Cuba does not recognize same-sex marriage, civil unions, or any other form of same-sex unions. The Cuban Constitution prohibited same-sex marriage until 2019, and in May 2019, the Government announced that the Union of Jurists of Cuba is working on a new family code, which would address same-sex marriage.
A civil union law was first proposed in 2007. The bill was reportedly before the National Assembly and promoted by Mariela Castro, director of the Cuban Sexual Education Center and daughter of the First Secretary of the Communist Party, Raúl Castro. The legislation did not reach a vote in Parliament, even though Mariela Castro said that it had the support of her father.
Until 2019, Article 36 of the Constitution of Cuba defined marriage as "the voluntarily established union between a man and a woman". Under Article 2 of the Family Code, marriage is restricted to the voluntary union of a man and a woman.
In December 2017, LGBT groups launched a campaign to amend the Cuban Constitution to repeal the ban on same-sex marriage. On 4 May 2018, Mariela Castro stated that she would propose an amendment to the Constitution and accompanying measure to legalize same-sex marriage, as the process of constitutional reform was expected to begin in July 2018.
On 21 July, Secretary of the Council of State Homero Acosta said that the draft Constitution included a provision defining marriage as a union between two people. Changes to statutory laws would be necessary to make same-sex marriage legal. The National Assembly approved the draft on 22 July. It was subject to public consultation between 13 August and 15 November.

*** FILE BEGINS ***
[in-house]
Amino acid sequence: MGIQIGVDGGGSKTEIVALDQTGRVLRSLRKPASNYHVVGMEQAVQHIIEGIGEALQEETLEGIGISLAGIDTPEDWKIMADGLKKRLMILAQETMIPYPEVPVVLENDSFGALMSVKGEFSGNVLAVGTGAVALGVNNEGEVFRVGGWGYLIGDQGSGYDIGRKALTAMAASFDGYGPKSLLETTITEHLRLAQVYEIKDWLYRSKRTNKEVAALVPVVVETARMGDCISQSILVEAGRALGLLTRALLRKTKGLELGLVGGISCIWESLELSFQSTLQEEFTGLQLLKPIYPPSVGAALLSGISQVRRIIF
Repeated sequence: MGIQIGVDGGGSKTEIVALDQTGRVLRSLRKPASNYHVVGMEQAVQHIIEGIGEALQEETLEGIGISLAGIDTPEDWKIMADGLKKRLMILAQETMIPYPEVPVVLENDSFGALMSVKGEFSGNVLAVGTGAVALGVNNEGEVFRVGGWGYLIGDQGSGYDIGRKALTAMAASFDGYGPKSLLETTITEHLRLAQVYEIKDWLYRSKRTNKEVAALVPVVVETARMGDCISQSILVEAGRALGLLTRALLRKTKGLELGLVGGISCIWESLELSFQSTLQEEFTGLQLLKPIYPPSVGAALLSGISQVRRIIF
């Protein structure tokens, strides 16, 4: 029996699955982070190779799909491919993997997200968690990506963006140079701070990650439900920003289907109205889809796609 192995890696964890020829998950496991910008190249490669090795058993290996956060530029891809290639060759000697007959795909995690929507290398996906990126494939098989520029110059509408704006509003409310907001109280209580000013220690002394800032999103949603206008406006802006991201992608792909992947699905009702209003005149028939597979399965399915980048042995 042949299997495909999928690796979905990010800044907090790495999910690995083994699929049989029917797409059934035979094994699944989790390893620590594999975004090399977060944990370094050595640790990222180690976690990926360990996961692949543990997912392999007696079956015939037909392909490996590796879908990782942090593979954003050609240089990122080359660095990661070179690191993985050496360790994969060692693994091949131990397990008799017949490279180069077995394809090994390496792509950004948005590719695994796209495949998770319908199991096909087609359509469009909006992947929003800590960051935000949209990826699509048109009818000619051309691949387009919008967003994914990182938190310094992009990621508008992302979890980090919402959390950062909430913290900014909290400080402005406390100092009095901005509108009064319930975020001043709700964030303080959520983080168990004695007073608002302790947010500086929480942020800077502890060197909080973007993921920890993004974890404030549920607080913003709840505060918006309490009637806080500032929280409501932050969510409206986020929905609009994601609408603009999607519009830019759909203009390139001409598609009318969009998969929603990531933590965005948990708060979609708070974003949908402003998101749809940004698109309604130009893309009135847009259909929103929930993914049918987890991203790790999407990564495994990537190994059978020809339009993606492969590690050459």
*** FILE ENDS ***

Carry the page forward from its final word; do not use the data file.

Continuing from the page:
The issue of same-sex marriage resulted in rare public debates and organising in Cuba. In June 2018, five Christian denominations declared same-sex marriage "contrary to the spirit of Communist Revolution". In what was described as "a war of posters", both opponents and supporters of same-sex marriage displayed hundreds of posters around Havana, the Cuban capital.
In September 2018, following conservative opposition to the proposal to legalise same-sex marriage in Cuba, President Miguel Díaz-Canel announced his support for same-sex marriage in his first interview since taking office in April, telling TV Telesur that he supports "marriage between people without any restrictions", and is in favor of "eliminating any type of discrimination in society". He was the first Cuban President to publicly express support for same-sex marriage.
On 18 December, the constitutional commission removed the definition of marriage from the draft, meaning that the new Constitution would not legalize same-sex marriage. Nonetheless, it would still repeal the constitutional ban. The National Assembly and Mariela Castro have stated that same-sex marriage would instead be legalised through a change to the Family Code, which is expected to happen after February 2019. Writing in the Havana Times, commentator and human rights activist Luis Rondón Paz argued that the Cuban state never intended to legalize same-sex marriage, and was instead seeking to deflect attention from other domestic issues and promote itself internationally as a progressive state.
The new Constitution was approved in a referendum on 24 February 2019, and took effect on 10 April 2019. Article 82 reads as follows:
Marriage is a social and legal institution. It is one form of family organization. It is based on free will and equality of rights, obligations and legal capacity of the spouses. The law decides how it is constituted and its effects.[a]
In early March 2019, shortly after the constitutional referendum, the Government launched public consultations on the new Family Code, which would address same-sex marriage. In May 2019, it announced that the Union of Jurists of Cuba is working on the new code, saying that "Cuba is working today on the elaboration of a new Code of the Family, with the challenge of including the diversity of family institutions and problems of the social scenario". It was announced in May 2019 that the code would take two years to be finalised. The proposal for a new Family Code including same-sex marriage and adoption was presented in September 2021.
A 2019 Apretaste opinion survey showed that 63.1% of Cubans were in favour of legalising same-sex marriage, while 36.9% were opposed.